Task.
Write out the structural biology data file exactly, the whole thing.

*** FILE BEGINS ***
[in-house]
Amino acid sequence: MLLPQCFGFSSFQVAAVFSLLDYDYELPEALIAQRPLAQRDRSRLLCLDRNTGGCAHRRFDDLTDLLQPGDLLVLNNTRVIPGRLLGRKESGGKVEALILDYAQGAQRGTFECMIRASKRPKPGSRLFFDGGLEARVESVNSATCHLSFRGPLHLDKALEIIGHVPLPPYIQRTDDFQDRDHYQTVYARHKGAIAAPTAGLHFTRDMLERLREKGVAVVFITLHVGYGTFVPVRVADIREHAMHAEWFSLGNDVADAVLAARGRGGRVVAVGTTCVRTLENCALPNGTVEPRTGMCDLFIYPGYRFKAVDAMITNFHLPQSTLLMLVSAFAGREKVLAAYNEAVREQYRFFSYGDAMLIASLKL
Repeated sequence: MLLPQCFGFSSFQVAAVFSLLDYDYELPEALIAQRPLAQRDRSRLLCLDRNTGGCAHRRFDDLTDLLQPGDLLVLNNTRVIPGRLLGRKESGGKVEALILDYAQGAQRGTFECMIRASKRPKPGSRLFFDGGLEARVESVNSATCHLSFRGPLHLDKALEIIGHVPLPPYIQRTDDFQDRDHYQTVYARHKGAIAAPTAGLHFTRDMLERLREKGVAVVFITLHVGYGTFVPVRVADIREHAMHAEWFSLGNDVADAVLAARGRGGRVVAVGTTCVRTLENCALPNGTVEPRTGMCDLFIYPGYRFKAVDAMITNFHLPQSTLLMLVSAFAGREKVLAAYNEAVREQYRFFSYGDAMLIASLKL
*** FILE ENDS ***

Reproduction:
[in-house]
Amino acid sequence: MLLPQCFGFSSFQVAAVFSLLDYDYELPEALIAQRPLAQRDRSRLLCLDRNTGGCAHRRFDDLTDLLQPGDLLVLNNTRVIPGRLLGRKESGGKVEALILDYAQGAQRGTFECMIRASKRPKPGSRLFFDGGLEARVESVNSATCHLSFRGPLHLDKALEIIGHVPLPPYIQRTDDFQDRDHYQTVYARHKGAIAAPTAGLHFTRDMLERLREKGVAVVFITLHVGYGTFVPVRVADIREHAMHAEWFSLGNDVADAVLAARGRGGRVVAVGTTCVRTLENCALPNGTVEPRTGMCDLFIYPGYRFKAVDAMITNFHLPQSTLLMLVSAFAGREKVLAAYNEAVREQYRFFSYGDAMLIASLKL
Repeated sequence: MLLPQCFGFSSFQVAAVFSLLDYDYELPEALIAQRPLAQRDRSRLLCLDRNTGGCAHRRFDDLTDLLQPGDLLVLNNTRVIPGRLLGRKESGGKVEALILDYAQGAQRGTFECMIRASKRPKPGSRLFFDGGLEARVESVNSATCHLSFRGPLHLDKALEIIGHVPLPPYIQRTDDFQDRDHYQTVYARHKGAIAAPTAGLHFTRDMLERLREKGVAVVFITLHVGYGTFVPVRVADIREHAMHAEWFSLGNDVADAVLAARGRGGRVVAVGTTCVRTLENCALPNGTVEPRTGMCDLFIYPGYRFKAVDAMITNFHLPQSTLLMLVSAFAGREKVLAAYNEAVREQYRFFSYGDAMLIASLKL